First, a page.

Pubdate: Mon, 10 Sep 2018
Source: Blade, The (Toledo, OH)
Copyright: 2018 The Blade
Author: Jim Provance


COLUMBUS - Mike DeWine, Ohio's attorney general and Republican
candidate for governor, on Monday denounced as "irresponsible and
dangerous" a proposed constitutional amendment to downgrade low-level,
non-violent drug felonies to misdemeanors.

He stood with prosecutors, judges, treatment center operators, and
addicts to argue that Issue 1 would remove the stick that gets addicts
into treatment as an alternative to prison time.

"This threat, carefully used by our judges, has saved thousands and
thousands of lives," Mr. DeWine said. "Issue 1 would take that away,
and thousands would remain in the grips of opioids by not getting the
treatment they need to recover. Because the truth is that some people
just don't go into treatment unless they are pushed to do it. There's
nothing humane about Issue 1."

The sole statewide question on the Nov. 6 ballot will ask voters to
reduce what are currently fourth and fifth-degree drug felonies to
misdemeanors and redirect any financial savings seen from a reduced
state prison population into treatment and crime victims' programs.

The so-called Neighborhood Safety, Drug Treatment, and Rehabilitation
Amendment takes state prison off the table as well as potentially
county jail time until the misdemeanor is the third such offense
within two years.

Mr. DeWine has been on the record in opposition to the ballot issue,
but his latest remarks were his strongest to date against it.

"Eight years of Mike DeWine's failure have given us a tripling of
opioid-related deaths and rising drug crime," said Richard Cordray,
Democratic candidate for governor and a supporter of Issue 1. "The
time for him to step up and solve this problem has long passed. Now,
he wants to play politics with the opioid epidemic as it is destroying
families and communities across Ohio.

"As governor, I will work with law enforcement to make sure drug
dealers are convicted and serve long prison sentences, while people
who need substance abuse treatment can get it in our communities," he
said. "And I will make sure that the big drug companies, who have long
bankrolled Mike DeWine's campaigns, are held accountable."

Ohio Supreme Court Chief Justice Maureen O'Connor, the Ohio
Association of Common Pleas Judges, prosecutors, and some lawmakers
oppose Issue 1.

They've also argued that the ballot issue would shift costs from the
state to local communities without a guaranteed source of funding and
would violate plea agreements signed off on by crime victims.

Ohio governor candidates Mike DeWine, left, and Richard Cordray have
opposing views on the drug sentencing ballot issue.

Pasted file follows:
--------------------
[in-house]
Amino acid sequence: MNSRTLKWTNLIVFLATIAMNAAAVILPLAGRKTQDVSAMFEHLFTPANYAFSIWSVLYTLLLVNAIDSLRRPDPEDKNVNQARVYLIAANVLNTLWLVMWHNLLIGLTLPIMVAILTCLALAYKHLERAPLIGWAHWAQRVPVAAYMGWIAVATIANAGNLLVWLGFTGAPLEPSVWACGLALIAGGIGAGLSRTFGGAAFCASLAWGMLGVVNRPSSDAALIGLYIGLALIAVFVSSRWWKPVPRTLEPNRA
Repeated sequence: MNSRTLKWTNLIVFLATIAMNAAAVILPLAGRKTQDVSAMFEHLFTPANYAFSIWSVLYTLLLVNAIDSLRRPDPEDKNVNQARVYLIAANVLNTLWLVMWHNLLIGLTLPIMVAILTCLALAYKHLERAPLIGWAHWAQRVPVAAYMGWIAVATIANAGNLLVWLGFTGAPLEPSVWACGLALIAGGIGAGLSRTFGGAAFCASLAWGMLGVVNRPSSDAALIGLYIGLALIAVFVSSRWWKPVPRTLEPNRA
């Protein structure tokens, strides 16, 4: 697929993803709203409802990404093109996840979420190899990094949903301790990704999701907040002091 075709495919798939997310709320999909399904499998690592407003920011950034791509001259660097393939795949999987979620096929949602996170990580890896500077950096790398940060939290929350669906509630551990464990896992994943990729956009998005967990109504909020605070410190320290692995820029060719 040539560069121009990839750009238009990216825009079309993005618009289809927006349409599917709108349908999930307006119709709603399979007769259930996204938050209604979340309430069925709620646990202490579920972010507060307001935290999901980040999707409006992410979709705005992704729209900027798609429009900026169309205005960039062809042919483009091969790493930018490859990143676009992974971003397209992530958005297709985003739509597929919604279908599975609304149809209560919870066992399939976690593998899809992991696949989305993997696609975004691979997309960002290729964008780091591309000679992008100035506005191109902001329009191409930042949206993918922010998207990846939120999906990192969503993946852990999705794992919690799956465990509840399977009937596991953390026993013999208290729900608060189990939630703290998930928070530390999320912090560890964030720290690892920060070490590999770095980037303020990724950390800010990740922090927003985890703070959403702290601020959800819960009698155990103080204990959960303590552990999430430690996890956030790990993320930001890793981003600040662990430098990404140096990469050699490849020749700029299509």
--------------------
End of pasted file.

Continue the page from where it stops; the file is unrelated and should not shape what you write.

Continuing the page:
In addition to downgrading future cases, the amendment would allow
those previously convicted of these crimes to ask the courts to reduce
their own felonies to misdemeanors and adjust their sentences

Inmates could also see their sentences reduced by up to 25 percent for
participation in rehabilitation, education, or work programs while
behind bars.

Shea Frasier, 27, of Marysville, "graduated" from an Allen County drug
court after being convicted of heroin trafficking and possession
charges. She was sentenced to a court outside of her home of Union
County because her father, a judge, runs the drug court there.

She said she would not have pursued treatment if not forced to through
drug court. She's been sober for nine years, she said.

"[Issue 1] is not going to help anybody or anyone," Ms. Frasier said.
"It's like slapping a Band-Aid on a someone for a gaping wound."

Stephen JohnsonGrove, deputy director of the Ohio Justice and Policy
Center, helped to craft Issue 1.

"What Issue 1 does is prioritize treatment for people who are addicted
by requiring them to be sentenced to probation to get treatment in the
first place," he said. "If someone violates probation, and people who
are addicted do tend to cycle through several times before success,
they can be held accountable by jail - even after the first offense.

"So this notion that we're taking away all the sticks is not true and
is misguided," he said.

He also disputed the argument that the issue is an unfunded mandate on
local communities. He said the amendment would require lawmakers to
earmark all savings from not sending people to state prison for local
drug treatment, victims' programs, and drug courts.
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